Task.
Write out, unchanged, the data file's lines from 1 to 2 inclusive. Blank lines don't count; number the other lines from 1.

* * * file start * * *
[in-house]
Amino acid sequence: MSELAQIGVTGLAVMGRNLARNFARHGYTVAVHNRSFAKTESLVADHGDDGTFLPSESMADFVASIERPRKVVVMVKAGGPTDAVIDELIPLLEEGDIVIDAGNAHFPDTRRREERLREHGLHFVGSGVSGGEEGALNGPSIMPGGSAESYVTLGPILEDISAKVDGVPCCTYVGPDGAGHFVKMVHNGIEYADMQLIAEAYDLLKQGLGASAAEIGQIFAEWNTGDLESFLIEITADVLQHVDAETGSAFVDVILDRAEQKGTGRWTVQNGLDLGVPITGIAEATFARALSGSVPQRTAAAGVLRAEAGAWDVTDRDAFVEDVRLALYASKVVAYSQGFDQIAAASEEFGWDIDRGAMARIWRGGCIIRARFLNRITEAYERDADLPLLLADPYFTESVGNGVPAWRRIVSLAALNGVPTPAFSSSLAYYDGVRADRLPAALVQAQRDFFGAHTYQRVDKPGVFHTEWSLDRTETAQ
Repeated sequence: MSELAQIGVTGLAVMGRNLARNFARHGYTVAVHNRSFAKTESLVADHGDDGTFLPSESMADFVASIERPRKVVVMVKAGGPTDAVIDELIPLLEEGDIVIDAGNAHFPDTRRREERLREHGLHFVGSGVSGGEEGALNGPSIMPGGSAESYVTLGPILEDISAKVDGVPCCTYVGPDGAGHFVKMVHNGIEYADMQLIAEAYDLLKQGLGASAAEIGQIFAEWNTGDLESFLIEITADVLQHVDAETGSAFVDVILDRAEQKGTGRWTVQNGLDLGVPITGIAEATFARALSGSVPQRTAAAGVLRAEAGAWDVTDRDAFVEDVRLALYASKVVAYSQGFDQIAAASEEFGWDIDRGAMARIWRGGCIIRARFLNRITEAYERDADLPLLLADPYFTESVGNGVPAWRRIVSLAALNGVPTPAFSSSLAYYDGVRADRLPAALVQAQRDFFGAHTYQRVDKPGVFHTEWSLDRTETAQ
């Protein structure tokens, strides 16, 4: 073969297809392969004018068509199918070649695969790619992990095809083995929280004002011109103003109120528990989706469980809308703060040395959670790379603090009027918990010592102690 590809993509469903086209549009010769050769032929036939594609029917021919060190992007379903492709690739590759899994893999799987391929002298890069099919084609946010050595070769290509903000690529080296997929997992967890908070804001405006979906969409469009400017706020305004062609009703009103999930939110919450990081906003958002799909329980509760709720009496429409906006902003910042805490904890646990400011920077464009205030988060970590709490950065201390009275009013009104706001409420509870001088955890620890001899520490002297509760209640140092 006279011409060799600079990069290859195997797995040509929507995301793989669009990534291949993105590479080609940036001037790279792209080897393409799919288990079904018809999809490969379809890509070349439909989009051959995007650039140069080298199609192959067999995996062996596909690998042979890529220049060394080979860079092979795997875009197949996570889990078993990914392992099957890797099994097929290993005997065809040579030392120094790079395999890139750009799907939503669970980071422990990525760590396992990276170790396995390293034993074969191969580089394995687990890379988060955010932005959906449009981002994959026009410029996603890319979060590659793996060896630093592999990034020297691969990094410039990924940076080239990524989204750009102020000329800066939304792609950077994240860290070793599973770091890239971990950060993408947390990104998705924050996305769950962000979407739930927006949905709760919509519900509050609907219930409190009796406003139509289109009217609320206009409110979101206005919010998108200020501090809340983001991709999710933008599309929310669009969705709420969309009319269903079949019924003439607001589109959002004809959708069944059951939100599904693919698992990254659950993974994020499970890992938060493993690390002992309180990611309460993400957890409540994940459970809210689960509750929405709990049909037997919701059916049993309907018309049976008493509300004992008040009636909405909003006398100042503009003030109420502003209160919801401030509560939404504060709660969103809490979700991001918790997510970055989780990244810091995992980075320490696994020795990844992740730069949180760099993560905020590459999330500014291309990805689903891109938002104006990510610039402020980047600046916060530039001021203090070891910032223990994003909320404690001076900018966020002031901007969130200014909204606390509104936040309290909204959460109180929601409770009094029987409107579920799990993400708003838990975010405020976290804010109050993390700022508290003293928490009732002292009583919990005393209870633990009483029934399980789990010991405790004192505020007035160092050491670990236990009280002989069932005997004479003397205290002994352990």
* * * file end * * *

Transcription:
[in-house]
Amino acid sequence: MSELAQIGVTGLAVMGRNLARNFARHGYTVAVHNRSFAKTESLVADHGDDGTFLPSESMADFVASIERPRKVVVMVKAGGPTDAVIDELIPLLEEGDIVIDAGNAHFPDTRRREERLREHGLHFVGSGVSGGEEGALNGPSIMPGGSAESYVTLGPILEDISAKVDGVPCCTYVGPDGAGHFVKMVHNGIEYADMQLIAEAYDLLKQGLGASAAEIGQIFAEWNTGDLESFLIEITADVLQHVDAETGSAFVDVILDRAEQKGTGRWTVQNGLDLGVPITGIAEATFARALSGSVPQRTAAAGVLRAEAGAWDVTDRDAFVEDVRLALYASKVVAYSQGFDQIAAASEEFGWDIDRGAMARIWRGGCIIRARFLNRITEAYERDADLPLLLADPYFTESVGNGVPAWRRIVSLAALNGVPTPAFSSSLAYYDGVRADRLPAALVQAQRDFFGAHTYQRVDKPGVFHTEWSLDRTETAQ